Lipper’s Moeller analyses the GLG UK Income Fund
Lipper’s Jake Moeller, head of research for the UK and Ireland, reviews highlights of a meeting with Jack Barrat, Assistant Portfolio Manager, GLG UK Income Fund.
Equities have been a major beneficiary of investors’ appetite for yield in a low-rate world. Flows into equity income funds have been especially buoyant and show few signs of abating. Indeed, the U.K. equity space is awash with a number of large income-focussed funds, many sharing a high degree of stock commonality across their portfolios.
It is with this background that meeting Jack Barrat of GLG proved a considerably refreshing experience from a fund analyst’s perspective. GLG recently decided to reboot its U.K. equity income proposition, handing the management of this fund over from John White to the co-managers of the GLG Undervalued Assets (UVA) fund: Henry Dixon and Mr. Barrat. They have now been managing the equity income fund for 18 months in addition to their UVA portfolio and have reshaped their new fund considerably and quickly. “Managing U.K. equity income wasn’t an intuitive fit for us,” concedes Mr. Barrat. “Henry and I had to think long and hard about whether we wanted to take this portfolio on–we have never thought that selecting stocks simply with a high dividend yield is a recipe for outperformance.”
Fully committed to their existing process, the yield demands of the UK Equity Income sector classification initially presented a “constraint”–alpha generation had always held primacy. As it transpires, the solution for the pair was indeed inherent in their existing methods, requiring only the addition of a handful of ancillary processes, rather than invention of an entirely new analytical system.
The key appears to not be hung up about the 110% IA requirement per se and the creation of three stock “buckets.” The first bucket is their existing methodology, with an added “dividend yield greater than market yield” condition (currently 73% of the portfolio strategy). The second bucket allows the managers the flexibility to include stocks holding “significant net cash with possibility of cash returns.”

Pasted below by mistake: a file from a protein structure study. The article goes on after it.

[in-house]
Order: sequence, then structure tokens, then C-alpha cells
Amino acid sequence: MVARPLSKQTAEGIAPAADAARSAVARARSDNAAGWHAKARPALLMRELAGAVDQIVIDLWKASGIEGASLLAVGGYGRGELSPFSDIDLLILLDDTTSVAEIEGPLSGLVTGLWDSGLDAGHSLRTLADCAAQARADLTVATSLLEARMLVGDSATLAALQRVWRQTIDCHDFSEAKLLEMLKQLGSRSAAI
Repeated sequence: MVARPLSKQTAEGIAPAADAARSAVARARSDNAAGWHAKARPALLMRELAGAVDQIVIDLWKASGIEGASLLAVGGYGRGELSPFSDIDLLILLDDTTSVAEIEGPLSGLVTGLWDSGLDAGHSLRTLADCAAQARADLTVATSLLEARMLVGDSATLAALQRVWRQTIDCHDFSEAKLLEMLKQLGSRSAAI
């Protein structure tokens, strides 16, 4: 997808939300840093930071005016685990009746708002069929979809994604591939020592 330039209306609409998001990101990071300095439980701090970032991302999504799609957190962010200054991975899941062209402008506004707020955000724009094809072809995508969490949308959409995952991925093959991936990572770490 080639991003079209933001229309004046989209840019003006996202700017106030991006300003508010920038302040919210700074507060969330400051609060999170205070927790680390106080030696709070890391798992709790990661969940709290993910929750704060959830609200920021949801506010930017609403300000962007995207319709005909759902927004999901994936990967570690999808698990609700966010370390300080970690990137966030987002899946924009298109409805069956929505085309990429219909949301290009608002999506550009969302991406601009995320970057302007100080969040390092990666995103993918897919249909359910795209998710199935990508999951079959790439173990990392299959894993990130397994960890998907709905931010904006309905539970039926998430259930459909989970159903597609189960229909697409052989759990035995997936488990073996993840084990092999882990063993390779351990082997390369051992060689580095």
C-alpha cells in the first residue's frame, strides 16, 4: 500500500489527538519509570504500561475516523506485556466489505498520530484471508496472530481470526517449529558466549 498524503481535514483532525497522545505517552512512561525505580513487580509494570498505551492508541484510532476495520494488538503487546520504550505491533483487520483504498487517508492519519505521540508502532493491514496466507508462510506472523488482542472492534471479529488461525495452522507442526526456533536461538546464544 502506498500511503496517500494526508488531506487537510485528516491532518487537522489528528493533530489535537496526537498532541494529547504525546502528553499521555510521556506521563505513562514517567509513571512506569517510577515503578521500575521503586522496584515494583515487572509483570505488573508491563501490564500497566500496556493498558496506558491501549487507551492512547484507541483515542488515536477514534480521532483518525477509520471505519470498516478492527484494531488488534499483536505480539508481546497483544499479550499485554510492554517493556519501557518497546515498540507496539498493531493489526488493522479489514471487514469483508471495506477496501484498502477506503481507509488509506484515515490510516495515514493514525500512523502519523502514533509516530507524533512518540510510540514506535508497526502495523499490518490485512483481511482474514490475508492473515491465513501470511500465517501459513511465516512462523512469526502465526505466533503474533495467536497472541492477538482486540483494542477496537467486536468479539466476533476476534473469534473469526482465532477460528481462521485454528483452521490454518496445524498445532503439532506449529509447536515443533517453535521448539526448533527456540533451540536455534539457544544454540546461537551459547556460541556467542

Thus, a stock with “a dividend yield that is at least half that of the market, growing at least twice the market rate” could be considered (currently 22% of the strategy). The third bucket of “capital structure opportunities” allows modest exposure to mezzanine debt (mainly convertible shares) to boost portfolio yield, where the managers are comfortable that prudent debt restructure has made the equity more palatable (currently 5% of the strategy).
Table 1. Eighteen Month Performance of GLG U.K. Income v Peer Group and Benchmark (since new management in GBP)
Source: Lipper for Investment Management
The initial stock selection process is unchanged from that of the UVA fund, with enterprise value/invested capital and ROIC/WACC being the main screening metrics. Mr. Barrat also emphasises their UVA mantra of an “exceptionally” strong balance sheet and management team members who are “fantastic custodians of capital” as a key foundation to the adaptability of their process for income. Indeed, Mr. Barrat is confident enough to declare little fear of dividend cuts. “If dividend cuts are a right thing for a business to do, we respect this,” he states. “We don’t want to hold something yielding 6% that was at 3% and where the market has got more nervous on their ability to pay until that reality occurs!” He cites a recent example of Admiral, which “prudently” cut its dividend 1% to little market fanfare.
Mr. Barrat is very quick to draw attention to what he sees as a misconception on dividend payments somehow being indicative of a “quality” business. “Look at Pepsi between 1973 and 1980,” he states. “[It was] cash generative, a good brand, a consumer staple, growing earnings 20% compounded over these five years with a good ROIC, yet the shares over the period went down 7%!”
This is the distinction GLG makes between “quality” and “value,” where many income funds hold dividend stocks on high multiples not backed with a good deal of cash and susceptible to de-rating. Mr. Barrat provides the example in Table 1. below, where his process would lead him to prefer QinetiQ over Severn Trent, despite its higher payout ratio:
Table 2 Distortion Through the Dividend Lens…
Source: GLG Man. Note these figures applicable at the time of the initiation of positions in early 2015
Mr. Barrat shared with me the concern that income investing is very much “in vogue,” causing congestion in the U.K. equity income space. He is also cautious about the outlook for U.K. equities generally. “Everybody is crowding into similar space,” he states, “and we are nearer the top of the cycle than the bottom, with four straight years of rising markets and falling earnings in the U.K. We deliver durable yield in much less crowded areas of the market.”